Alternatively, noninvasive methods (Doppler ultrasound [DUS], MR angiography [MRA], and CT angiography [CTA]) have been developed. The combination of DUS and either time-of-flight (TOF) MRA or contrast-enhanced MRA (CEMRA) is increasingly accepted as an alternative to DSA even though some authors have indicated that such techniques are currently unable to take the place of DSA in the assessment of carotid stenosis.4 Our hypothesis purported that CTA, especially with mutislice acquisition, could also be used with DUS to increase the effectiveness of a noninvasive strategy. We therefore conducted an observational multicenter prospective study to compare the concordance rates of DUS-CEMRA, DUS-CTA, and CTA-CEMRA in clinical routine practice and to look for the potential consequences of the divergences of the 3 modalities according to patient selection for surgery. This study was called Carotide-Angiographie par Résonance Magnétique-Echographie-Doppler-AngioScanner (CARMEDAS).
Materials and Methods
One hundred fifty patients (121 men, 29 women; mean age, 70.5 years; range, 46 to 94 years) were examined in 5 centers over a period of 20 months for suspected carotid stenosis. The DUS inclusion criteria were either a stenosis ≥50% in diameter defined by measurement of the narrowest segment of the arterial lumen compared with the normalized lumen distally or a peak systolic velocity (PSV) ≥120 cm/s. We excluded patients who had contraindications to MRA (metal implants not suitable for MRI, claustrophobia) and patients who had contraindications to administration of iodine contrast media (severe renal insufficiency, history of severe adverse events caused by iodine contrast media, noncompensated cardiac insufficiency, dehydration). All patients underwent CEMRA and CTA with a maximum of 15 days between each examination. The decision to perform surgery was made by a vascular surgeon according to the appropriate indications defined in NASCET and ACAS. Operative endarterectomy was performed on 96 carotid arteries (29 symptomatic arteries, 67 asymptomatic arteries), and 1 carotid artery underwent an endovascular treatment (endoprothesis). All clinical data and results of imaging were centralized on a website (Theralys, Lyon). The study was approved by the consultative Committee for Patients’ Protection in Biomedical Research. All patients gave written informed consent.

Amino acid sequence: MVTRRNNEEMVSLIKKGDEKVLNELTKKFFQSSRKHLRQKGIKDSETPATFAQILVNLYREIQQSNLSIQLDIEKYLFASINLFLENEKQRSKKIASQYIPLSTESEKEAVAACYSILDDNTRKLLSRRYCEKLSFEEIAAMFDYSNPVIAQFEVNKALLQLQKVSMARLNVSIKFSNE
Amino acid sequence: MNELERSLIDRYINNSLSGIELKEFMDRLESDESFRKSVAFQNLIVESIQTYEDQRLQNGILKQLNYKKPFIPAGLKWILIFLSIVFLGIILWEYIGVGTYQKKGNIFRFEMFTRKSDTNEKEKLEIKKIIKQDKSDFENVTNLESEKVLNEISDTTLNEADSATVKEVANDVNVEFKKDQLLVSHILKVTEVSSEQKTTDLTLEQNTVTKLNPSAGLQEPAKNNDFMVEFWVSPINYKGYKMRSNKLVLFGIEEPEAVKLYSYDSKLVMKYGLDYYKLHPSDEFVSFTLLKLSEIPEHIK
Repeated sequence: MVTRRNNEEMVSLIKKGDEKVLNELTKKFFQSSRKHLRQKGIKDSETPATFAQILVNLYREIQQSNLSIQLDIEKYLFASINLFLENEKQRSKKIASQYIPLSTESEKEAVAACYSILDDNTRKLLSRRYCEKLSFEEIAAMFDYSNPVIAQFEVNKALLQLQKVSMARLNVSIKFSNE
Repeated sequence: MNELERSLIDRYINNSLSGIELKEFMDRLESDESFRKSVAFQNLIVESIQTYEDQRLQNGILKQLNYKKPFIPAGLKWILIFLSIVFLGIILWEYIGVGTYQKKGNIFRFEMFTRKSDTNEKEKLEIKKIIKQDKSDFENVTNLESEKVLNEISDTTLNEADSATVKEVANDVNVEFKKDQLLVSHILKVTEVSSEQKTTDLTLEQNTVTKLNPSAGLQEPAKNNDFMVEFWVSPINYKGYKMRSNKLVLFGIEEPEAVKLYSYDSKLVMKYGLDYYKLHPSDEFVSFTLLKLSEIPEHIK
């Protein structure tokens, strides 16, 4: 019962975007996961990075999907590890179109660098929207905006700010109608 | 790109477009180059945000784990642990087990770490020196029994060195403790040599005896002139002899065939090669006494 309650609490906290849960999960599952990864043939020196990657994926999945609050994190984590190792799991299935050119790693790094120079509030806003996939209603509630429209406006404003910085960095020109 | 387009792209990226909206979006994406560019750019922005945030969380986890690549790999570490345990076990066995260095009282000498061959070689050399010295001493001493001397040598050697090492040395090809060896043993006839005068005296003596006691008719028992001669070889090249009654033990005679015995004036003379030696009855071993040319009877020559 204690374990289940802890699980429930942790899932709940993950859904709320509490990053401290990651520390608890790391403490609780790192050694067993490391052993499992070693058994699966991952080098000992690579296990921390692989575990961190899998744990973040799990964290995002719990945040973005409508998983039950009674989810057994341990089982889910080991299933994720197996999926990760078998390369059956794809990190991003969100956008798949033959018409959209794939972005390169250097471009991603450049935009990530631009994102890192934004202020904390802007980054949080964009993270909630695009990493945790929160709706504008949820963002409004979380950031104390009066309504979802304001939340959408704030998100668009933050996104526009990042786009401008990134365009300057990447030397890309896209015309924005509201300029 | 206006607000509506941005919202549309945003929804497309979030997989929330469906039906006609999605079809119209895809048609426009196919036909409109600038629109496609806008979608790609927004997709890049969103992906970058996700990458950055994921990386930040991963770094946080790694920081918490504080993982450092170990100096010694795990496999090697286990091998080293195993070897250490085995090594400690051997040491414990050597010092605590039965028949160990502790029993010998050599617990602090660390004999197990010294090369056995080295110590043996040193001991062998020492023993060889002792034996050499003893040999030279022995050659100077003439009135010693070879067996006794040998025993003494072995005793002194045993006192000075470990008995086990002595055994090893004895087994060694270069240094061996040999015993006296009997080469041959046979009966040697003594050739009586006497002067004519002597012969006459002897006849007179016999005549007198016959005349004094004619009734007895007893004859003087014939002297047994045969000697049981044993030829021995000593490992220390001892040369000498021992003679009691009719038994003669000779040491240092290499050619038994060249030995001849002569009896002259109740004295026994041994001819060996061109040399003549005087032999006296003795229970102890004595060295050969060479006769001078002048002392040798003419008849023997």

All patients were examined at the inclusion time by a senior neurologist to assess the neurological status of each carotid artery, either symptomatic or asymptomatic.
DUS examinations were performed according to the good-quality criteria recently described by the Society of Radiologists in Ultrasound, including gray-scale, color Doppler, and spectral DUS and using an angle of insonation ≤60°.5 All studies included measurements of PSV, end-diastolic velocity, the ratio of the internal to common carotid artery velocities, and a planimetric estimation of the stenosis.